Then the men came, carelessly breaking, crushing whatever their feet landed upon. I flinched at every crunch, every splatter of remains. How did you persevere? You tugging at your burdens and pulling alone, alongside me. So, I paused my hike to look at you, admiring, reminded of love.

I thought I was done being vulnerable.

I thought I was done being vulnerable. That if I pull up a GDocs and fill it with writing that I can pretend that I’m proud of, hiding metaphors and symbols and allusions that all points to…you, I will be distracted from the problem.

Yet from the corner of my eyes, amongst the sea of disorganized tabs, I saw the flash of movement. My naive heart thought itself a lioness, tugged at my brain to click it, to see it, to read all that you have to say. A question about homework, probably, or about that club or this. I can pretend you merely give small talks to most people, I can pretend that I don’t miss those conversations when you are being vulnerably philosophical.

I can pretend to be indifferent.

Can I? So I add “lmao”s and “lel”s in my sentences to pretend that I don’t delete and type and delete and type again just to give an adequate response. I stop reading because there are simply too many hopes I knew false. Songs not meant to be. Do I cry to God or Cupid, since the former I don’t want to trifle with such a trivial thing and the latter I envy for his love immortalized by marble and artistry on display?

While I have no apt artistry or pedestal I will still display on the small stage that is this screen, since if I am never going to be done being vulnerable I might as well get used to it.

The Smith

She rises early from bed, for those in her profession needs to seize the day before it breaks. Dressed, washed, ate and drew from the most meager tasks. She put too much water with the coffee this morning, so her mind and nose had to work to convince her tongue that it was not completely tasteless.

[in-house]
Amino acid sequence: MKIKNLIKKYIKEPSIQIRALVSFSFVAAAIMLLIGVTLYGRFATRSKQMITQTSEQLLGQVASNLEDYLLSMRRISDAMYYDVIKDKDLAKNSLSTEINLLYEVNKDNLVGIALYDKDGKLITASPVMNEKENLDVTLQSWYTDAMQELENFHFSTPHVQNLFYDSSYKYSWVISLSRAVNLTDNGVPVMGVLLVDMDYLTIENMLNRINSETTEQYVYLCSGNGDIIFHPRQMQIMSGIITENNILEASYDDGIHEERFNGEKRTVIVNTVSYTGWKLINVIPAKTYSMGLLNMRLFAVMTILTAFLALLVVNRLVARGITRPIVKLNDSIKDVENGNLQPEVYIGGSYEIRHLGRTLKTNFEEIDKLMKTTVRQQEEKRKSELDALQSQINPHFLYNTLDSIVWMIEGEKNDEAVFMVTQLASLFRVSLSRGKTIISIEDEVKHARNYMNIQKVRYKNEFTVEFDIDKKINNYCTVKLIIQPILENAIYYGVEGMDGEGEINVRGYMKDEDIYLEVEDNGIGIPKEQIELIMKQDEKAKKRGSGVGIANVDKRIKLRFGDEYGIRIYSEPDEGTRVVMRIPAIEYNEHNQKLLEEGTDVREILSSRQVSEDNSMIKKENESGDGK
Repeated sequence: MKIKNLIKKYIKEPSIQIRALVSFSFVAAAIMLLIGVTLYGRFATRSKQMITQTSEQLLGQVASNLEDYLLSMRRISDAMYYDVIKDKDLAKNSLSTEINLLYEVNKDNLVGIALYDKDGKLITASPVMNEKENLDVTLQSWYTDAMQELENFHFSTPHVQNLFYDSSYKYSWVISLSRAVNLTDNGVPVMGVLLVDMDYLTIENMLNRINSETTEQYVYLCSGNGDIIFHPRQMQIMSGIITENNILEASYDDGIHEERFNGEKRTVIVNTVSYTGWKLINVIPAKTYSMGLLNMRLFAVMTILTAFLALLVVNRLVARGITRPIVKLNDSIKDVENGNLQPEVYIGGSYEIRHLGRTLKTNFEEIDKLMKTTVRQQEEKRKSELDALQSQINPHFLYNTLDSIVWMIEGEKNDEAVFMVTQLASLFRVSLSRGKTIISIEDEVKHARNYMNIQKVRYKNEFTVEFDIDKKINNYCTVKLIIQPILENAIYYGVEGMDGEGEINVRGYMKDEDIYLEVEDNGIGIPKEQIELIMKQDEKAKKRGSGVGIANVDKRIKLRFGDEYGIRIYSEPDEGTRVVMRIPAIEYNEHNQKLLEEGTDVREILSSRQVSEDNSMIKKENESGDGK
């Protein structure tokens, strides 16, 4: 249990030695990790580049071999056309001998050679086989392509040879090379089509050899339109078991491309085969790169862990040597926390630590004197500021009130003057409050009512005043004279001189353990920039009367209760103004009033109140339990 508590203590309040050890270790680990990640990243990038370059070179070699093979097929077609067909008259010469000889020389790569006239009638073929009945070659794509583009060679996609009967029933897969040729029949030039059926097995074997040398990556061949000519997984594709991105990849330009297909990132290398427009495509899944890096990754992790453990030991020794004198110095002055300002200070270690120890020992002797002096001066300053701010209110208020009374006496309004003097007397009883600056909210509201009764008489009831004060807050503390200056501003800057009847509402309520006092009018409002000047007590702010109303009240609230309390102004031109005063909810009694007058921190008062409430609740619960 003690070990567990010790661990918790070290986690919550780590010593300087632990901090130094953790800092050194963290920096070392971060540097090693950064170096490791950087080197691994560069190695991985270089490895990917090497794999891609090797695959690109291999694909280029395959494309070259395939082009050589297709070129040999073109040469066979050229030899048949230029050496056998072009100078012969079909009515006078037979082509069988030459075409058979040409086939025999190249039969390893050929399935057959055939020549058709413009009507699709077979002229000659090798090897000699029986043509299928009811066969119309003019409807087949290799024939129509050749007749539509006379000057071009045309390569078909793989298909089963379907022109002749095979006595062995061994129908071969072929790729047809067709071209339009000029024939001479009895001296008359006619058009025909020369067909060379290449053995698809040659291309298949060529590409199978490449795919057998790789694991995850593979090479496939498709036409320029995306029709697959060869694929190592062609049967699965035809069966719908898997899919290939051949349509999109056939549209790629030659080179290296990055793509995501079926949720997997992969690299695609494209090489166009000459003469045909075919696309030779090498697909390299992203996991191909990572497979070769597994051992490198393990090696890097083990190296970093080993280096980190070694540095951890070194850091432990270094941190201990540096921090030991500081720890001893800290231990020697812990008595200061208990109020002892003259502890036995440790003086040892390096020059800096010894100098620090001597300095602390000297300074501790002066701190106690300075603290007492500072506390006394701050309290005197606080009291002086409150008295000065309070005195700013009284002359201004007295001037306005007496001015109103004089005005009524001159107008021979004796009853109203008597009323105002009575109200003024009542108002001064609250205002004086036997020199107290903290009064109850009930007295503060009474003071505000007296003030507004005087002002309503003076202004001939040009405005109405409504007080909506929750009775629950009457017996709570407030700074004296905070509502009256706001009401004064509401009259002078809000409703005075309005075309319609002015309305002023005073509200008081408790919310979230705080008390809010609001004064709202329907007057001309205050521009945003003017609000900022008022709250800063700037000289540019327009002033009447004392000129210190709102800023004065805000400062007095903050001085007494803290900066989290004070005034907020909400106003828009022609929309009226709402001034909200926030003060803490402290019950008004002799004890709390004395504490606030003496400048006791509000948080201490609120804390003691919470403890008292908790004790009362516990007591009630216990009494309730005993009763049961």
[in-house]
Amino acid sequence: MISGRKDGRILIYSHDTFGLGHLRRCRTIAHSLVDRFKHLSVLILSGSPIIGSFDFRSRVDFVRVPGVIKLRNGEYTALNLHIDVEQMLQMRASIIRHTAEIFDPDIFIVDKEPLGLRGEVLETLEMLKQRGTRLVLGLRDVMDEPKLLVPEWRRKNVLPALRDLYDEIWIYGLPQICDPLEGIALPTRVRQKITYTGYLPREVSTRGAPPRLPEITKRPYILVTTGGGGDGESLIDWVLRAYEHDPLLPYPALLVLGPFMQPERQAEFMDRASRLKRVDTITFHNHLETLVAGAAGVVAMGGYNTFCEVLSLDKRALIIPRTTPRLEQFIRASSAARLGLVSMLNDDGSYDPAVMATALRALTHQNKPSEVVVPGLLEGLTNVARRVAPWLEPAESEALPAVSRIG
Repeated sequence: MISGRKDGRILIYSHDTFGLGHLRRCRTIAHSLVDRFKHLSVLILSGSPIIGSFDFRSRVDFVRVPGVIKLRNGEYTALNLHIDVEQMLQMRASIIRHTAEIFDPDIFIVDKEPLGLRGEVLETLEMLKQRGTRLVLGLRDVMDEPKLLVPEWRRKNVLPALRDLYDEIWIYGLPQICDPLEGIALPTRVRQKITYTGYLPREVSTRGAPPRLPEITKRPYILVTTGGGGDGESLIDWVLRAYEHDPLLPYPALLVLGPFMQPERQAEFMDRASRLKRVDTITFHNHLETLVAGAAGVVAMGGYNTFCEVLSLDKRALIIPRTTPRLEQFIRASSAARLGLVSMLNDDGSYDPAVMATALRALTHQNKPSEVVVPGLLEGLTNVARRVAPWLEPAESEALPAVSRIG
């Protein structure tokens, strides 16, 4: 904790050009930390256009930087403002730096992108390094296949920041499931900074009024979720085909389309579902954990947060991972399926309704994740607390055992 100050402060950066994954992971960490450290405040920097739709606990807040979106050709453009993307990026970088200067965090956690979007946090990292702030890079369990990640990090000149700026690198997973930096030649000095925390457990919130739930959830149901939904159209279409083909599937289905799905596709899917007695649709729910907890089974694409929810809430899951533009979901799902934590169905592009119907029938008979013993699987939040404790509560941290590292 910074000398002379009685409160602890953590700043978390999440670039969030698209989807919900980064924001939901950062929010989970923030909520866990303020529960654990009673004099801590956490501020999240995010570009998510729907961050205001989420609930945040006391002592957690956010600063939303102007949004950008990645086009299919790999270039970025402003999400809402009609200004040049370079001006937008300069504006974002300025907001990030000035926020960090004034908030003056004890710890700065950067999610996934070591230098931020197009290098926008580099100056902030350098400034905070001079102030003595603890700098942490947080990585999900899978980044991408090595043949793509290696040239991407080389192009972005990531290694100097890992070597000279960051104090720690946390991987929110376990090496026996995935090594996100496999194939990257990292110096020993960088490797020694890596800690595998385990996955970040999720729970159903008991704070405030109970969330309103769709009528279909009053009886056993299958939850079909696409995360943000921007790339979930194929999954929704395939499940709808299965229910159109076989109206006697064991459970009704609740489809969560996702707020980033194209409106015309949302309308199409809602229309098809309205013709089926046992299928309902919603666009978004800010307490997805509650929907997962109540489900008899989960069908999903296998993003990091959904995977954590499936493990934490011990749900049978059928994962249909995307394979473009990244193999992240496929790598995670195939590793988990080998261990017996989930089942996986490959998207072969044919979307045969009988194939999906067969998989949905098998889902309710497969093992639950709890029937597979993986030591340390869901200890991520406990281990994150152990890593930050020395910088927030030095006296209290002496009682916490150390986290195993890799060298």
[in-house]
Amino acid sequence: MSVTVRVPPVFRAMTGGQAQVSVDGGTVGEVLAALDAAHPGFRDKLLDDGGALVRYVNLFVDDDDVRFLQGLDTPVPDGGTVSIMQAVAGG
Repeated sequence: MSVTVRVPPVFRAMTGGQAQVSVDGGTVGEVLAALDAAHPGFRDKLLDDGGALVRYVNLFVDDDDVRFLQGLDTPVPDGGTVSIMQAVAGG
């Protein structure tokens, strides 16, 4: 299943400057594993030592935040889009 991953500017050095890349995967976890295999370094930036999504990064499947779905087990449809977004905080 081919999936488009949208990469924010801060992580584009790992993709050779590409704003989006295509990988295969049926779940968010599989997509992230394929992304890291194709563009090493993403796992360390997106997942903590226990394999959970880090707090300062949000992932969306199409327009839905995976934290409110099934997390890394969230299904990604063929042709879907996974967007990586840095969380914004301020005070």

Then she got to work. From the world she collected things deemed worthless, yet she thought could be the limbs, the facade, or the torso of her creations. So she smelt her iron the fiery pits of her personal hell, the self-doubts, the questions, stripping the worldly things away until she looked only at her own soul. The holy water of companionship quenched the heat, allowing time for thoughts to liquify in the hiss of cooling metals, translated onto a mold, a page.

She had no hammer, but a pen will do, to carve with carrot marks or slashes. A shape to be found. A keyboard to refine the final thoughts.

And here, you read, the sculpture stands.

The Caged Cat Sings

My mouth and nostrils burnt: the former from coffee and the latter from air occupied by too many people (plus a caged cat) and too little space. But this wasn’t bad, most of the times it’s been worse, and my mother was already thoroughly impressed by the efficiency and professionalism of the flight attendants.
This was a much shorter flight than I am accustomed to, anyhow. And being a high school senior — whose occupation of being a student of learning has been replaced by a brief period of false freedom, soul-searching, and sorrows or satisfaction, or both — my job is to find the most logical and jaded explanation to all that is good.
“Less people and distance, smaller plane,” These are the important segments one can excavate from my Chinglish. “More order. Entropy is pissed.”